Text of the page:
1117ORCA2\_2d\_grid\_T\_0001.nc & 2200 & 1748 & 21\%\\
1118ORCA2\_2d\_grid\_T\_0002.nc & 2200 & 1592 & 28\%\\
1119ORCA2\_2d\_grid\_T\_0003.nc & 2200 & 1540 & 30\%\\
1120ORCA2\_2d\_grid\_T\_0004.nc & 2200 & 1204 & 46\%\\
1121ORCA2\_2d\_grid\_T\_0005.nc & 2200 & 1444 & 35\%\\
1122ORCA2\_2d\_grid\_T\_0006.nc & 2200 & 1428 & 36\%\\
1123ORCA2\_2d\_grid\_T\_0007.nc & 2200 & 1148 & 48\%\\
1124             ...            &  ... &  ... & ..  \\
1125ORCA2\_2d\_grid\_W\_0000.nc & 4416 & 2240 & 50\%\\
1126ORCA2\_2d\_grid\_W\_0001.nc & 4416 & 2924 & 34\%\\
1127ORCA2\_2d\_grid\_W\_0002.nc & 4416 & 2512 & 44\%\\
1128ORCA2\_2d\_grid\_W\_0003.nc & 4416 & 2368 & 47\%\\
1129ORCA2\_2d\_grid\_W\_0004.nc & 4416 & 1432 & 68\%\\
1130ORCA2\_2d\_grid\_W\_0005.nc & 4416 & 1972 & 56\%\\
1131ORCA2\_2d\_grid\_W\_0006.nc & 4416 & 2028 & 55\%\\
1132ORCA2\_2d\_grid\_W\_0007.nc & 4416 & 1368 & 70\%\\
1133\end{tabular}
1134\caption{   \protect\label{Tab_NC4} 
1135Filesize comparison between NetCDF3 and NetCDF4 with chunking and compression}
1136\end{table}
1137%----------------------------------------------------------------------------------------------------
1138
1139When \key{iomput} is activated with \key{netcdf4} chunking and
1140compression parameters for fields produced via \np{iom\_put} calls are
1141set via an equivalent and identically named namelist to \textit{namnc4} 
1142in \np{xmlio\_server.def}. Typically this namelist serves the mean files
1143whilst the \ngn{ namnc4} in the main namelist file continues to serve the
1144restart files. This duplication is unfortunate but appropriate since, if
1145using io\_servers, the domain sizes of the individual files produced by the
1146io\_server processes may be different to those produced by the invidual
1147processing regions and different chunking choices may be desired.
1148 
1149
1150% -------------------------------------------------------------------------------------------------------------
1151%       Tracer/Dynamics Trends
1152% -------------------------------------------------------------------------------------------------------------
1153\section[Tracer/Dynamics Trends (TRD)]
1154                  {Tracer/Dynamics Trends  (\protect\ngn{namtrd})}
1155\label{DIA_trd}
1156
1157%------------------------------------------namtrd----------------------------------------------------
1158\fortranfile{namelists/namtrd} 
1159%-------------------------------------------------------------------------------------------------------------
1160
1161Each trend of the dynamics and/or temperature and salinity time evolution equations
1162can be send to \mdl{trddyn} and/or \mdl{trdtra} modules (see TRD directory) just after their computation
1163($i.e.$ at the end of each $dyn\cdots.F90$ and/or $tra\cdots.F90$ routines).
1164This capability is controlled by options offered in \ngn{namtrd} namelist.
1165Note that the output are done with xIOS, and therefore the \key{IOM} is required.
1166
1167What is done depends on the \ngn{namtrd} logical set to \textit{true}:
1168\begin{description}
1169\item[\np{ln\_glo\_trd}] : at each \np{nn\_trd} time-step a check of the basin averaged properties
1170of the momentum and tracer equations is performed. This also includes a check of $T^2$, $S^2$,
1171$\tfrac{1}{2} (u^2+v2)$, and potential energy time evolution equations properties ;
1172\item[\np{ln\_dyn\_trd}] : each 3D trend of the evolution of the two momentum components is output ;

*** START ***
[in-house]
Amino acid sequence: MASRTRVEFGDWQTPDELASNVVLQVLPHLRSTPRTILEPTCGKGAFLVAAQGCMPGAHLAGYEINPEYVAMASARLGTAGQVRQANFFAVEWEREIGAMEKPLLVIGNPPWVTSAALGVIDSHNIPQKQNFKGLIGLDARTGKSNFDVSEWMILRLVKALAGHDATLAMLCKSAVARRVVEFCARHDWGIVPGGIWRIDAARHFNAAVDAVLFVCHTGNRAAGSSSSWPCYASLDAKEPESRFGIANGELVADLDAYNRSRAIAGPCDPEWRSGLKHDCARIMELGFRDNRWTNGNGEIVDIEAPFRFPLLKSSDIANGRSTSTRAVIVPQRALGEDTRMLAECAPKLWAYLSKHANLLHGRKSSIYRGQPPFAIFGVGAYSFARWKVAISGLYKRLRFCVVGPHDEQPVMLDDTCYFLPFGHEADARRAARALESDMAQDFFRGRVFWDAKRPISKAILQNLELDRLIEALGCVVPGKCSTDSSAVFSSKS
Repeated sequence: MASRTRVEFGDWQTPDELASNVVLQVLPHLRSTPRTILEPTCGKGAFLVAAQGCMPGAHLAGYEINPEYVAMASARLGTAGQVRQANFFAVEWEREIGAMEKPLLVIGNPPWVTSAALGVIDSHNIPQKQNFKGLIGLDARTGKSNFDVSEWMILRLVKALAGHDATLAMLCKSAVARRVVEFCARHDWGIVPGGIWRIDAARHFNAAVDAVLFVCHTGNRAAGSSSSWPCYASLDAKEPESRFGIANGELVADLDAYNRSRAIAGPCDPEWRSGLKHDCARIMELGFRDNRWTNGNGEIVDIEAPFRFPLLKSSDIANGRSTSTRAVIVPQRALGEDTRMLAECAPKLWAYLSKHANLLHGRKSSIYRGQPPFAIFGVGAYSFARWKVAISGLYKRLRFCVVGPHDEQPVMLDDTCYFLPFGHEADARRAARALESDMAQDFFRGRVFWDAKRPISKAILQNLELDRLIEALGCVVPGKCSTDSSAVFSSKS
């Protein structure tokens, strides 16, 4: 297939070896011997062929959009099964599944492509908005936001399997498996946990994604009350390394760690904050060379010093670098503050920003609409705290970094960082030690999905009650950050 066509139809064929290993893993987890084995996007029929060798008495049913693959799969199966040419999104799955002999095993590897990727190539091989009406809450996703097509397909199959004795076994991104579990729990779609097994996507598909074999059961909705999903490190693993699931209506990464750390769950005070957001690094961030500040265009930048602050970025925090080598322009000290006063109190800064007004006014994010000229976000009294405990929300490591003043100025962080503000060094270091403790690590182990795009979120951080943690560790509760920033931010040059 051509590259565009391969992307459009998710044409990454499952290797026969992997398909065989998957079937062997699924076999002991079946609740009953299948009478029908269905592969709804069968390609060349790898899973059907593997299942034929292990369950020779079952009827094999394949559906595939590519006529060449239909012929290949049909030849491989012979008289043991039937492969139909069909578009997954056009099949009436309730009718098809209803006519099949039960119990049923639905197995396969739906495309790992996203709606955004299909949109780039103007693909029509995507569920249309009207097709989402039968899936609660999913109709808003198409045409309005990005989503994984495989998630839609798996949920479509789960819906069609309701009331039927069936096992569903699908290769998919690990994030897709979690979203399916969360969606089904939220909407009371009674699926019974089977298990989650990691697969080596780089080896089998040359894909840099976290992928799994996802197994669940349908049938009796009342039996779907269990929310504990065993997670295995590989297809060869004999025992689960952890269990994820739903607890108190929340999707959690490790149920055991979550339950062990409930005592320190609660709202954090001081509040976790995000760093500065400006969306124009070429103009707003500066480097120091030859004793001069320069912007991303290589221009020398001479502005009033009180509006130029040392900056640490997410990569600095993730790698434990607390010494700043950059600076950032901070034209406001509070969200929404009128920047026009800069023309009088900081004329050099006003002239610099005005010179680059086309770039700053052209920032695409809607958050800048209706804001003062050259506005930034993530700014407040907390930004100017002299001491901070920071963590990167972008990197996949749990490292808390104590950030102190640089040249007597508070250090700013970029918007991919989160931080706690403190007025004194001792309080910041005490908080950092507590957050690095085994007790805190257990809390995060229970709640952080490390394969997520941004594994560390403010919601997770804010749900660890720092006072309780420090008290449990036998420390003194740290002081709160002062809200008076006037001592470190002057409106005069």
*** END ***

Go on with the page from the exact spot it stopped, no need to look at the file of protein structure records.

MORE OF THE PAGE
1173\item[\np{ln\_dyn\_mxl}] : each 3D trend of the evolution of the two momentum components averaged
1174                           over the mixed layer is output  ;
1175\item[\np{ln\_vor\_trd}] : a vertical summation of the moment tendencies is performed,
1176                           then the curl is computed to obtain the barotropic vorticity tendencies which are output ;
1177\item[\np{ln\_KE\_trd}]  : each 3D trend of the Kinetic Energy equation is output ;
1178\item[\np{ln\_tra\_trd}] : each 3D trend of the evolution of temperature and salinity is output ;
1179\item[\np{ln\_tra\_mxl}] : each 2D trend of the evolution of temperature and salinity averaged
1180                           over the mixed layer is output ;
1181\end{description}
1182
1183Note that the mixed layer tendency diagnostic can also be used on biogeochemical models
1184via the \key{trdtrc} and \key{trdmld\_trc} CPP keys.
1185
1186\textbf{Note that} in the current version (v3.6), many changes has been introduced but not fully tested.
1187In particular, options associated with \np{ln\_dyn\_mxl}, \np{ln\_vor\_trd}, and \np{ln\_tra\_mxl} 
1188are not working, and none of the option have been tested with variable volume ($i.e.$ \key{vvl} defined).
1189
1190
1191% -------------------------------------------------------------------------------------------------------------
1192%       On-line Floats trajectories
1193% -------------------------------------------------------------------------------------------------------------
1194\section{On-line Floats trajectories (FLO) (\protect\key{floats})}
1195\label{FLO}
1196%--------------------------------------------namflo-------------------------------------------------------
1197\fortranfile{namelists/namflo} 
1198%--------------------------------------------------------------------------------------------------------------
1199
1200The on-line computation of floats advected either by the three dimensional velocity
1201field or constraint to remain at a given depth ($w = 0$ in the computation) have been
1202introduced in the system during the CLIPPER project. Options are defined by \ngn{namflo}
1203namelis variables. The algorithm used is based
1204either on the work of \cite{Blanke_Raynaud_JPO97} (default option), or on a $4^th$
1205Runge-Hutta algorithm (\np{ln\_flork4}=true). Note that the \cite{Blanke_Raynaud_JPO97}